With the season now behind us and everyone looking ahead to what their club will do in the summer transfer window, the Scottish FA once again showed us why their organisation is not fit for purpose.
Two weeks after Rangers full back Jon Flanagan won his hearing, after being charged for elbowing Celtic skipper Scott Brown in the 2-0 win over the Scottish champions at Ibrox, the Scottish FA finally published their ruling.
Whether it was a ploy to wait until everyone moved on from the decision, which Celtic labelled as a ‘huge embarrassment for Scottish Football’ or they are just that slow in publishing disciplinary hearing rulings due to the huge amount of bureaucracy within Hampden Park, the Scottish FA have once again proved to football fans that they are a shower of incompetent fools and not fit for the office that they hold.
Despite video evidence and a plethora of analysis from ex-pros and pundits alike commenting on the Flanagan elbow as being a clear red card – the Scottish FA’s ruling found that his elbow on Scott Brown was not brutal enough to warrant a ban.
The Scottish FA ruling stated that three former officials assessed the incident and agreed that it warranted a sending off – hence his two game ban – but a fast-track tribunal overruled that decision because it did not involve ‘excessive force, brutality or resulting in serious injury’.
The tribunal rejected the Compliance Officer Clare Whyte’s belief that the incident was ‘savage, ruthless or deliberately violent’ and further rejected her claims that Brown had been struck in the face – insisting instead that contact was made with the’ chest/neck area of the opponent’.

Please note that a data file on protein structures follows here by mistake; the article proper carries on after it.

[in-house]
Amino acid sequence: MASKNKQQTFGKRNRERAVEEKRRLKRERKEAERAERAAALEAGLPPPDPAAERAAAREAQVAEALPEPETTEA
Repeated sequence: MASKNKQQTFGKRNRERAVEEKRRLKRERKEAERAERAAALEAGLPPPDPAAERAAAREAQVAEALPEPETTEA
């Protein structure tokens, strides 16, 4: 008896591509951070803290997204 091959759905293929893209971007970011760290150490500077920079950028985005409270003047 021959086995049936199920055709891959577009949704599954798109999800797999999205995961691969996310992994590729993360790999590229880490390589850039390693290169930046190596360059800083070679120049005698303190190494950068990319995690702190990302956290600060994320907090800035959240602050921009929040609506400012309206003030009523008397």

Flanagan claimed that he was ‘merely fending off’ the Celtic captain as he ‘stood his ground’ – despite the former Liverpool full back clearly elbowing Brown off the ball, as the former Scotland skipper tried to get on the end of a corner kick.
The panel concluded: “The referee saw the incident in question, and, notwithstanding that he did not see the actual point of contact, he saw sufficient to assess brutality and decided that the action of the player was reckless….the evidence did not meet the ‘exceptional’ test in judicial panel protocol 3.3.”
So not only did the referee not see the actual point of contact, he seemingly saw enough to assess the brutality of the elbow. How does that work? He didn’t see the contact, saw Brown being knocked to the ground and judged that ‘ah it wasn’t violent or brutal enough!’.
Only in Scottish football and in front of the Scottish FA tribunals would such a defence stand up. The same tribunal set precedent for Alfredo Morelos to escape numerous instances of violent conduct for kicking, punching and elbowing fellow professionals throughout the season – and now they are stating that a player needs to be brutally assaulted on the pitch before they even consider a retrospective ban.
Maybe Flanagan should have asked his lawyer to have the Scottish FA to rule on his conviction for assaulting his girlfriend – although I suspect they would have let him off with that also as it wasn’t brutal enough!
There were clear threats made towards Scott Brown in the aftermath of the 2-1 win at Celtic Park, when three Rangers players attacked Scott Brown on the pitch – including Ryan Kent who brutally assaulted the Celtic captain with a punch in the middle of the field all because Brown didn’t give him the ball back.
Rangers manager Steven Gerrard implied that his players would be getting their own back on Brown at Ibrox and Flanagan did just that.
Now the Scottish FA are once again giving carte blanche to Rangers players to violently assault opposition players – in particular a former Scotland captain and decorated professional footballer – because it didn’t result in serious injury or wasn’t a brutal assault in their eyes.
Maybe at the next hearing the tribunal could re-enact the incident themselves with one elbowing the other and then calling it not violent or brutal enough.
Will it take a player getting seriously assaulted on the pitch for the Scottish FA to realise that their whole system is not fit for purpose – or will it take a player, whose career has been cut short due to a violent assault, suing them to make them sit up and realise their brutality threshold is beyond reprehensible?